The neat part is I’ve done most of this work already. Catch the beat has the throwing mechanic. I believe I have an ASDFJKL; choreography interpreter in a sketch somewhere. I think those are the major things for now… will want to build a prototype environment for just me to try, film it, and share those results when I can.

ASDFJKL; -- new hard song, and dev on visualizations

One of the shows I really enjoyed recently was Halt and Catch Fire. In addition to it being a great show, it also has a pretty amazing theme song. Take a listen:

So anyhow, I made an ASDFJKL; song for it. The choreography is pretty challenging, but I feel pretty proud about it:

https://albert.github.io/asdfjklsemi/?v=yD_kCKiSkoI&choreo=32488779637710864

Also, on top of that, yesterday I made a visualization of my key input for ASDFJKL;. It’s offline only, but here’s a gif of the experience. I guess I’m just curious to see what different ways there are to visualize homerow interaction…

2019-06-14_9-16-55.gif

Updates to ASDFJKL;

I made many updates to the game. You can play the game here:

https://albert.github.io/#asdfjklsemi

This is a continuation of the work mentioned two posts ago.

I’m happy with the progress and have been getting some good feedback. Most of the work was ironing out the user flow to make it way less confusing. Then I posted to social media and got some good response.

The biggest power user as of right now is my buddy Drew Stone (@stonedrew), who made a handful of good ones. Here’s on he shared with me that has some pretty solid choreographic composition!

As I was developing all these updates, I realized that I was totally under-using something that I, by chance, had. Back in around 2008-ish I was working for a nifty web firm and, as a part of the gig, someone registered me for some system with the username “Albert”. Well, that system turned out to be Github. So because of this, I was at the right place at the right time to get github.com/albert. This also means that I get albert.github.io as well.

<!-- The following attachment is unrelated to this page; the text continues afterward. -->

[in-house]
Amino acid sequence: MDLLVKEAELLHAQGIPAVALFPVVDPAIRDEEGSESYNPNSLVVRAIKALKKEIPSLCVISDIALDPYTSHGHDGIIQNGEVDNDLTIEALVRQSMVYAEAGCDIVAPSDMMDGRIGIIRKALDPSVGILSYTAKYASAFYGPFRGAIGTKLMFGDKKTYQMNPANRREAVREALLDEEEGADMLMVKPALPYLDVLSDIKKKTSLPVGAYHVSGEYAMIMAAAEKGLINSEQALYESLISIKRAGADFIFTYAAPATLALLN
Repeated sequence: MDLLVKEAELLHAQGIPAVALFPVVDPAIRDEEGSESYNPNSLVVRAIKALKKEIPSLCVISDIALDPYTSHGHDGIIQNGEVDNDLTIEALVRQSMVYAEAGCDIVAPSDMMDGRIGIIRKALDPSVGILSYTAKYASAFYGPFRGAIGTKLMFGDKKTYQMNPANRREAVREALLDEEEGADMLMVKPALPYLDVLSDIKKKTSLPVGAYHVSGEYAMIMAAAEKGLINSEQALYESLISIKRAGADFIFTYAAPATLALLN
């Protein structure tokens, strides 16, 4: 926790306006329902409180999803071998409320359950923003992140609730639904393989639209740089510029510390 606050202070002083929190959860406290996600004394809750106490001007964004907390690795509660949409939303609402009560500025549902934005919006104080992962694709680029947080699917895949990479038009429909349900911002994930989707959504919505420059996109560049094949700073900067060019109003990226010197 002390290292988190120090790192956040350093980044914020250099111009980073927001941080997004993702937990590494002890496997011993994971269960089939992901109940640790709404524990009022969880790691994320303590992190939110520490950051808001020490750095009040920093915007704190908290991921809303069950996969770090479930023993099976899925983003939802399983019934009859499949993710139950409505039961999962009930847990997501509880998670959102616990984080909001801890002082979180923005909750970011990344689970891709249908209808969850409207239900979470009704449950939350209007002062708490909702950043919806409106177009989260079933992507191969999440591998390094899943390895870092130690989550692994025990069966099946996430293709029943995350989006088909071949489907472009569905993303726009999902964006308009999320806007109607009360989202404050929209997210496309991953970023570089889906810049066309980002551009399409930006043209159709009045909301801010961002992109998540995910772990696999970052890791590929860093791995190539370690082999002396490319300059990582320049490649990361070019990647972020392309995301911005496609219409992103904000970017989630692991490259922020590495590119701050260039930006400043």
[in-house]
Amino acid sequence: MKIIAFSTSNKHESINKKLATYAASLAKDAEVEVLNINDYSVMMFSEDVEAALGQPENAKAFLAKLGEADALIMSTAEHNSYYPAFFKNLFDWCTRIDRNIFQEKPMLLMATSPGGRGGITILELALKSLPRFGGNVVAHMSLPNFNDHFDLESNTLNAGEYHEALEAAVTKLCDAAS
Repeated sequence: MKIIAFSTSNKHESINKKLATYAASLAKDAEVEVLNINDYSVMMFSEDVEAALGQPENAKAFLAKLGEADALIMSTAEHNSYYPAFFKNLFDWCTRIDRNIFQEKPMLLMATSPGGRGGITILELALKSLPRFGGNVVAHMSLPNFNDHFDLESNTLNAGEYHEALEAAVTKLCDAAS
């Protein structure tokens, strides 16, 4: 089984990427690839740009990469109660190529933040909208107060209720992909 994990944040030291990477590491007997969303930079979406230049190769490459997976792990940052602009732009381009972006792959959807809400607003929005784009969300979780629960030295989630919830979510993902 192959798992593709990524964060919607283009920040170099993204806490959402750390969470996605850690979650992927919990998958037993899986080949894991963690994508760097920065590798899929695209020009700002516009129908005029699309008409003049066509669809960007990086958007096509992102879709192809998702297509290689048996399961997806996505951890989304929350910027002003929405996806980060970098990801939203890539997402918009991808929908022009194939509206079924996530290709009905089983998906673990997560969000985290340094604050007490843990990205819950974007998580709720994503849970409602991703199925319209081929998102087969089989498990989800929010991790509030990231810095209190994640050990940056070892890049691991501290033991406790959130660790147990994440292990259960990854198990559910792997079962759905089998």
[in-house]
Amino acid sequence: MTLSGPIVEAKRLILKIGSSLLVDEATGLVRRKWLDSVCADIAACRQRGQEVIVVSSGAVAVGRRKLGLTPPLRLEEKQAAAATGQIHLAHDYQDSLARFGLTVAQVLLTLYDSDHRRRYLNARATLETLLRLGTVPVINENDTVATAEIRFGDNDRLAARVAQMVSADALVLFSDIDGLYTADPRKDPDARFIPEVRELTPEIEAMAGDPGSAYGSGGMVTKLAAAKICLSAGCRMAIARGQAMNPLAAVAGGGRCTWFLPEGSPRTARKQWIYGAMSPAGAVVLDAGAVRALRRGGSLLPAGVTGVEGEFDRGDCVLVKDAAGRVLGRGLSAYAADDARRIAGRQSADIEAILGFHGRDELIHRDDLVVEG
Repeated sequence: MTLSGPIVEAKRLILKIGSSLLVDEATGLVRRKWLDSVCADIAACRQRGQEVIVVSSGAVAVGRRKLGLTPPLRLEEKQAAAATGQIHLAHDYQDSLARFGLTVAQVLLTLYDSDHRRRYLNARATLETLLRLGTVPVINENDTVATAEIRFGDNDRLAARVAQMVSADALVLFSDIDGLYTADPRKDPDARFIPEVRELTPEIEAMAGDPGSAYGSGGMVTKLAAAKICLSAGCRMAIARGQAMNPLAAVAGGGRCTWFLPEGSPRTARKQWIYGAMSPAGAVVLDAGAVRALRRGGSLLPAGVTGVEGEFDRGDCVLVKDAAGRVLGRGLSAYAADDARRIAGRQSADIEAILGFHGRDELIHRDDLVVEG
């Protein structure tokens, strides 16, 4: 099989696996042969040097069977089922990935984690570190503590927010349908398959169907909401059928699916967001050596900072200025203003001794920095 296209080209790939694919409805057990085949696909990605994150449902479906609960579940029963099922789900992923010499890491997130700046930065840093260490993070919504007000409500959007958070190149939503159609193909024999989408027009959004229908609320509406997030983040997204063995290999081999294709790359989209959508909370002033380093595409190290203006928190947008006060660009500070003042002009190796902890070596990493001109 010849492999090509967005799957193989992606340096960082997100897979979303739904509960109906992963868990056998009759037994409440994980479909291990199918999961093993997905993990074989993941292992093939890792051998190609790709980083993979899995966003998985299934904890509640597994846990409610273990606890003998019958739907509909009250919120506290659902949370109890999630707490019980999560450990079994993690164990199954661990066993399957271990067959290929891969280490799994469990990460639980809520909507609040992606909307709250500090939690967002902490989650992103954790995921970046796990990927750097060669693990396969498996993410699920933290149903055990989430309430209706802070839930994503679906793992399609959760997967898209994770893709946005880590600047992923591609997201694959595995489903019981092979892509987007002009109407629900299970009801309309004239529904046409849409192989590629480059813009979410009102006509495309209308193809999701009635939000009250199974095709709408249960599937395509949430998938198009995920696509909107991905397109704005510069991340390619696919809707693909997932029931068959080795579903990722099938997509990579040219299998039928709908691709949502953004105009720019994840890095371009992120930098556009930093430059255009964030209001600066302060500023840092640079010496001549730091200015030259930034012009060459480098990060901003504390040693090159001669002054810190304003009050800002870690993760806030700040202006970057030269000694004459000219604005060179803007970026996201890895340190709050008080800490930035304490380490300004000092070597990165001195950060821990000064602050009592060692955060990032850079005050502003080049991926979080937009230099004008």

I’ve had stuff hosted on there for a while, but it was completely raw HTML and no styling, so I replaced that with a minimal markup and a smidge of CSS. It’s still a super bare site, but at least it doesn’t look like an error message anymore.

Not completely sure how that URL relates to albert-hwang.com. Maybe I’m looking for a fresh start? Anyhow, good problems to have, I think.

It's refreshing to be back out in the public again

When I moved to Seattle, one of my goals was to get involved in the new media arts / tech scene out here. I wanted to go to meetups and share my perspective and bounce ideas off of others.

But when I arrived, I started working for a company that didn’t really want me to be social. My creativity wasn’t really allowed to be expressed in a public manner because of PR fears. They didn’t want any of their employees / contractors to say things that caused controversy.

Well, I finished that job in January, and things are slowly changing for the better. Additionally, I’m at a new gig at Looking Glass Factory that wants me to be more public across the board Here’s a list of a handful of things I’ve been back at engaging with the public now that I’m a free digital person again.